Madhya Pradesh Chief Minister Shivraj Singh Chauhan, a vegetarian, may have cultural and religious reasons for refusing to allow state schools to serve eggs in their midday meal, but his reasoning makes no nutritional sense and hobbles severely malnourished children—a fifth of all children in his state.

Chauhan was quoted as saying that "milk and bananas will be served, but never eggs" to Madhya Pradesh's 7.7 million children, beneficiaries of the mid-day meal scheme.

When it comes to protein and calorie counts, milk and bananas do not match up to eggs, particularly for Chauhan's impoverished state, where development indicators are among India's worst:

  • Almost 51% of children under five years of age are underweight, and 49% are stunted.
  • The state has India's highest infant mortality rate, ie. the number of deaths of children less than one year of age per 1000 live births.
  • The state also has India's third-highest maternal mortality ratio, ie. the number of registered maternal deaths due to birth- or pregnancy-related complications per 100,000 registered live births.

Here's how an egg a day might help.

An egg has a protein value of 17.11 gm, which is higher than the required daily protein requirement of 15 gm recommended by the Integrated Child Development Scheme (ICDS), a centrally sponsored child-welfare scheme.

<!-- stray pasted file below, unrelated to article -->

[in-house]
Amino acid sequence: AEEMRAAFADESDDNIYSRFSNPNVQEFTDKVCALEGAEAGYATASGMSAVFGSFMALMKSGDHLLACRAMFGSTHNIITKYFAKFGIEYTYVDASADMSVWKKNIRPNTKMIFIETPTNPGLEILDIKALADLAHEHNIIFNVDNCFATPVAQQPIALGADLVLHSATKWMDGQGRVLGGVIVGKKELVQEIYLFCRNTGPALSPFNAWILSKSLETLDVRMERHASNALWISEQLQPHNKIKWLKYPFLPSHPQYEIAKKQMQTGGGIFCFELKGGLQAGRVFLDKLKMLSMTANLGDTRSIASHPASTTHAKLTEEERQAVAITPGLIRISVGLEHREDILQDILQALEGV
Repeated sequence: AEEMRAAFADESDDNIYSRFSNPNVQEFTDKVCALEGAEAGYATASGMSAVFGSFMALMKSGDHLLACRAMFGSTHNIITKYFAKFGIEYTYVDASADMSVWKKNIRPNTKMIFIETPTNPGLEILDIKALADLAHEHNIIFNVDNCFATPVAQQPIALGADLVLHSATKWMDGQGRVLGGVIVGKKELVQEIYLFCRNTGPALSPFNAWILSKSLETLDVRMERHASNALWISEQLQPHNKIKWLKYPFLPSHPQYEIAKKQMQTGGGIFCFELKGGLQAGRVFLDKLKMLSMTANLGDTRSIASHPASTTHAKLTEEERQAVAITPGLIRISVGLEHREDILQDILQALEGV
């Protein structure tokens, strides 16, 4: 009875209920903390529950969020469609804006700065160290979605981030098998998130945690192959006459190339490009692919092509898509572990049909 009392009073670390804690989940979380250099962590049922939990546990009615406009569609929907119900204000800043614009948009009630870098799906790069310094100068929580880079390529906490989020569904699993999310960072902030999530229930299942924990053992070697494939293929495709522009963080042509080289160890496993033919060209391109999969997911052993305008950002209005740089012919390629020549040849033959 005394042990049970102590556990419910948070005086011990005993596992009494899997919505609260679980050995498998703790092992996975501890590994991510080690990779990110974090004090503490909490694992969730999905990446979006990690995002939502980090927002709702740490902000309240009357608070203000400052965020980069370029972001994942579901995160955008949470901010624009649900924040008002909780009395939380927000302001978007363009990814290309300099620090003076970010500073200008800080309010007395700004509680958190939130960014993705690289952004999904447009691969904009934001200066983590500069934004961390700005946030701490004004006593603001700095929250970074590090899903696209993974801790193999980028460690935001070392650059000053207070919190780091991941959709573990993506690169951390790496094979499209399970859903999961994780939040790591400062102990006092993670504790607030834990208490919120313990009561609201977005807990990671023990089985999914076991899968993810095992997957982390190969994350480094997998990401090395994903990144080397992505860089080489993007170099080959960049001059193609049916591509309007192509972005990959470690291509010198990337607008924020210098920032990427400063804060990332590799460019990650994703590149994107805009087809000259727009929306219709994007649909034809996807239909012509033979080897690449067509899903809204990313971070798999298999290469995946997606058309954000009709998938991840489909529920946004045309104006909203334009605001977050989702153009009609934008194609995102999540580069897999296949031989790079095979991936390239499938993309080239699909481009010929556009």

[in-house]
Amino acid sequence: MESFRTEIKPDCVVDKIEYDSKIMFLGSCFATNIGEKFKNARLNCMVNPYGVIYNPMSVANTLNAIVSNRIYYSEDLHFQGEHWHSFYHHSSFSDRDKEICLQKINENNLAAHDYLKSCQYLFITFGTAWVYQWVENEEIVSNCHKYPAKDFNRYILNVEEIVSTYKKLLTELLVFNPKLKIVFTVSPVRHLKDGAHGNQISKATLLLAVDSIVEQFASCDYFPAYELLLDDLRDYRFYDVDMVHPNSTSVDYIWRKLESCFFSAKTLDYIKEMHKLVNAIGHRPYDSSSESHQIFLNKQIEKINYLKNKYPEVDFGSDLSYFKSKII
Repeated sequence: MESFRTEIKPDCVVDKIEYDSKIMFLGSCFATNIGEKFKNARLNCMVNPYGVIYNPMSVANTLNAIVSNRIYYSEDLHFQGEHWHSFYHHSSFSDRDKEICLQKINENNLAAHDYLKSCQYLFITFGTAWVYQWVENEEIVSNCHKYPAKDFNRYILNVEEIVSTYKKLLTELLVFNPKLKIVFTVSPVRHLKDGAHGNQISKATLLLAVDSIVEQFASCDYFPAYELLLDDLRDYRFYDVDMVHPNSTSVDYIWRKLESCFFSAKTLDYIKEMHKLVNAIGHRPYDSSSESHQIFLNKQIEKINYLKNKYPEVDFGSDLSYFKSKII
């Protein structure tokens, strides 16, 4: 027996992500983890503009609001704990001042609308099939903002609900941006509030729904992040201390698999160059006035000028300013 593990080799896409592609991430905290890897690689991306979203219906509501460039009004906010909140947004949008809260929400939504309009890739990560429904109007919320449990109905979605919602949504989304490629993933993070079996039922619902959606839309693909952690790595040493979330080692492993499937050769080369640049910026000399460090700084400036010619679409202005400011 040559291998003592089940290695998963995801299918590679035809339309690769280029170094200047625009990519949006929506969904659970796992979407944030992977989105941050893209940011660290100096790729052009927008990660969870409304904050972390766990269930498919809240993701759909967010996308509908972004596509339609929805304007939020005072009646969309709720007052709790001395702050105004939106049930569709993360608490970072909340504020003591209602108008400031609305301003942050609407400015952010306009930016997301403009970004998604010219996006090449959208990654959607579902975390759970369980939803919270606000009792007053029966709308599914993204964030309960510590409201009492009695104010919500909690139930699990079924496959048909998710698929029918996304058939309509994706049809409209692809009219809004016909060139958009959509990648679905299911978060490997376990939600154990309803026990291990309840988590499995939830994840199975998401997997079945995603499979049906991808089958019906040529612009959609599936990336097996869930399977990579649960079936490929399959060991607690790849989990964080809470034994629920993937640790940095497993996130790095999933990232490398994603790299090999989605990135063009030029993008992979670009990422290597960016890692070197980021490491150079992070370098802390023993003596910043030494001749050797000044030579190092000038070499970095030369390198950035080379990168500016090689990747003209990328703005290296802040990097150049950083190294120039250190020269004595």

Eggs also have a higher kilo calorie count: 210, which is nearly half the daily requirement for a school child, while one cup of milk has 146 kilo calories.

Chauhan turned down a pilot project to serve egg curry or boiled eggs in anganwadi (child-are centres) meals in the tribal areas of Alirajpur, Mandla and Hoshangabad districts. Tribals are worst off on the state's economic and nutritional ladder, as we shall explain.

Hot cooked meals are provided to anganwadi centres (AWCs) through self-help groups (SHGs) that provide the mid-day meal to schools.

Recipes and guidelines have been provided to SHGs, who prepare the meals for ICDS and mid-meal beneficiaries, so that they get the recommended levels of 540 calories and 15 gm protein.

Malnourished children need more than what midday meals provide

Most meals provided under the mid-meal scheme fulfil the basic nutritional requirements set by the ICDS programme, but they fall short of nutritional requirements for severely malnourished children.

The ICDS programme has suggested 20-25 gms protein and 800 Kcal for severely malnourished children. Mid-day meals don't seem to be meeting these targets.

Almost 20% children in Madhya Pradesh are severely malnourished, according to a study conducted by the National Institute of Nutrition.

Source: Ministry of Women and Child Development

In addition, 51.9% children less than five years old are underweight and 48.9% stunted

Source: Ministry of Women and Child Development

Fifteen of 21 tribal districts have a higher percentage of underweight children than the state average of 51.9%. Nine districts have a higher percentage of children who are stunted compared to the state average. And 20 districts have a higher percentage of children who are wasted than the state average of 25.8%. ■

Image credit: PIB